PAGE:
YOU have been the one propagating it in your own life going forward (and possibly other peoples’ lives as well).
And now it’s time to turn that around.
So, now that you have a better grasp of the fact that your emotions ARE a part of you, what good are they?
I have found it most helpful to think of emotions as messengers from a deeper part of our psyche than can be accessed by the “Thinkie” parts of our brain (specifically the pre-frontal cortex and associated forebrain structures) and they relate more to primitive parts of the brain that are nonetheless still valuable, such as the limbic system and hindbrain. You know, the parts that had to evolve to keep us from being eaten by large predators before we developed the ability to make skyscrapers and guns and industrial manufacturing and other things that keep predators from eating us today. Now these primitive parts of the brain don’t speak in words, and they don’t operate in a linear fashion, but are more like a massively parallel processing structure that takes LOTS of disparate input and munches through them at a lightning pace and delivers the results in a kind of holographic dataset that we call a “feeling” or a “hunch” or a “gut response”…or, if that dataset has a conclusion that says we have to MOVE, an emotion.
OK… so feelings and emotions are data results from calculations processed by a different part of the brain… what do I DO with them?
Listen to them.
It takes a little practice, and sometimes you’re going to get it right and sometimes you’re going to get it wrong, but you’ll figure out when you get it right and when you get it wrong too.
The important thing to understand is, if you ignore them, or worse, suppress them, the energy associated with them doesn’t go away.
Cognitive Behavioral Therapy has a saying that applies here: “That which you resist, persists.”
It’s kind of like having a telegram delivery person with an urgent message from a different part of your brain knocking at your door…
Telling them to go away isn’t going to work. S/He isn’t going to get bored and leave; s/he’s going to keep ringing the bell until you answer the door.
And s/he isn’t going away until s/he has a chance to deliver the message, so you might as well open your door and at least listen to what s/he has to say.
Sometimes the message is simply, “This sucks! I don’t like it!” Remember that the primitive brain is pretty straightforward about things. But denying that you dislike something doesn’t mean that you like it… it just means that your resentment toward it is going to grow stronger and stronger until one day, the dam breaks and all that resentment comes pouring out in an uncontrollable flood.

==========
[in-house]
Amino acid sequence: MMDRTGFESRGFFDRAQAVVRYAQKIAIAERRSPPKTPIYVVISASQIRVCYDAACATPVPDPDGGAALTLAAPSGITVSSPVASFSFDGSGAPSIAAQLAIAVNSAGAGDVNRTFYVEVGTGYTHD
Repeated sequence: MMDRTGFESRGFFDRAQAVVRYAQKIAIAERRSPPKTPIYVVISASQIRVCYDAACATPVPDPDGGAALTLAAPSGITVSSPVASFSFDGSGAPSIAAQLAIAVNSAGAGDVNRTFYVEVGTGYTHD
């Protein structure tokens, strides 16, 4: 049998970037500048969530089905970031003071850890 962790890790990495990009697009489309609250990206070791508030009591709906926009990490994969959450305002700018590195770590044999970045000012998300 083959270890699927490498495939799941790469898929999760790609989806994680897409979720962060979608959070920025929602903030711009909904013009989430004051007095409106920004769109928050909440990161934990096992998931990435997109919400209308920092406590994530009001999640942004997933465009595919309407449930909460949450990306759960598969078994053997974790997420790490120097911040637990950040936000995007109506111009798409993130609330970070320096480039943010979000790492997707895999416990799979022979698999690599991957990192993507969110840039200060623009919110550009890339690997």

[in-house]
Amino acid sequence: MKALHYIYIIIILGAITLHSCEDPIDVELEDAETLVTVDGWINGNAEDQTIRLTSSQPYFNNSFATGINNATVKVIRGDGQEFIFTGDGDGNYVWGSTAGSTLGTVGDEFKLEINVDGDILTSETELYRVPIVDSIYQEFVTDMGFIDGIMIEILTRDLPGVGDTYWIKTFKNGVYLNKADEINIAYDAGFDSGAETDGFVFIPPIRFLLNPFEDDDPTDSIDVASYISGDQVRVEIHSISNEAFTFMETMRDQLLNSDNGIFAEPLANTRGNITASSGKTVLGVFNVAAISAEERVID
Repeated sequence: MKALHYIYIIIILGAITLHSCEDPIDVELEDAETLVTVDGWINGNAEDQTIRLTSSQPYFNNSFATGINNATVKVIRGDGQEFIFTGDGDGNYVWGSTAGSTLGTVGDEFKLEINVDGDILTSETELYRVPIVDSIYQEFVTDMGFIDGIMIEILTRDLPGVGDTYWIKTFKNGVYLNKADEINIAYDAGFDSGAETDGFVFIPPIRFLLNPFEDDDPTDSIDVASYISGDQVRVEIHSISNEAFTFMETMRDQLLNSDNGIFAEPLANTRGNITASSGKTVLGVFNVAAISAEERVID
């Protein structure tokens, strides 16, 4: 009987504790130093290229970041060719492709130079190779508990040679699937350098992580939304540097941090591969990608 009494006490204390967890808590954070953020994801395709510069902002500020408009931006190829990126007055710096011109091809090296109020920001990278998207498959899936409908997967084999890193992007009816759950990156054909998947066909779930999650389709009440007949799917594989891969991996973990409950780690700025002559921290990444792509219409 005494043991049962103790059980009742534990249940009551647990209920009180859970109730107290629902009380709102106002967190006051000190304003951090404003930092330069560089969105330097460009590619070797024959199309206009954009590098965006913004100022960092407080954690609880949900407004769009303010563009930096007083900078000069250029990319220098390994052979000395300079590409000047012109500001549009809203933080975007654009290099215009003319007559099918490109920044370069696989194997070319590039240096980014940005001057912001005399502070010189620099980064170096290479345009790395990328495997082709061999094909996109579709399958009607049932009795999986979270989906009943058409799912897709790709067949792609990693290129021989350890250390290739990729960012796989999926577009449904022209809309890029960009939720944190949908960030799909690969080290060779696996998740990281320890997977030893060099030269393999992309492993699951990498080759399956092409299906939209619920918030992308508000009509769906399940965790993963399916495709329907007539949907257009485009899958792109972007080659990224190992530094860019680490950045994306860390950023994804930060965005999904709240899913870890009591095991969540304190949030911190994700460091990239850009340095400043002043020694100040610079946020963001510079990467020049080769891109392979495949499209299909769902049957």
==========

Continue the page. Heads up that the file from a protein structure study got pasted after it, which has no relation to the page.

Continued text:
THAT’S what makes emotions look so messy…
Ignoring them and suppressing them until they build up so much pressure that they cannot be controlled and they spew out in a very jumbled and sometimes inconvenient fashion.
A wise woman once told me that emotions are like vegetables… best consumed when they are fresh, “because if you shove ’em to the back of the fridge and ignore them, they don’t go away; they do rot and get unhealthy and tend to poison everything around them, though. So eat your vegetables when they are fresh, and learn to tell the difference between the healthy ones and the ones that just need identifying and throwing away because they have become poisonous.”
Notice the mention of identification… don’t shove them back into the fridge to ferment some more… identify them!
Sometimes, just doing that is enough to process them. And if it isn’t, ask yourself why this vegetable is in your fridge in the first place.
Is it because you have a need for more fiber that isn’t being addressed? You may not like the taste of that vegetable, but it’s nutritional value is still important.
The same thing goes with feelings.
Sadness and grief tell us that something we valued is gone from our lives, even if that thing is a valued idea or comforting belief.
Anger tells us that a boundary has been crossed by someone and we want that transgression to stop.
Fear tells us that we anticipate losing something that we value if we don’t take action.
Joy tells us that we are on the right track for being in line with expression of our True Self.
Sometimes we get feelings and emotions in a “Pure” form, and sometimes they are mixed and contradictory.
Either way, we must allow the information to be added into our deciding factors when we are choosing a course of action.
Keep in mind, just as with pure logic, allowing the feelings and emotions to run the show will not serve you well either!
But they have to be allowed to at least be recognized as input to the decision process.
So how do we “Unfuck our emotions”?
In this case, the answer is simple, but not easy.
We give them a place at the table.
We recognize that they have a valid place in our lives… not as rulers, but not as pariahs either.
We take them as the messengers that they are and allow the message that they are delivering to inform our course of action.
We express them when we need to, and acknowledge that, sometimes or often, we do need to express them.
We let them teach us about ourselves, our own preferences, and our own wants and needs.
We accept, take an active interest in, and love them as much as we can.
We validate them like they have never been validated before.
And that’s how you unfuck your emotions.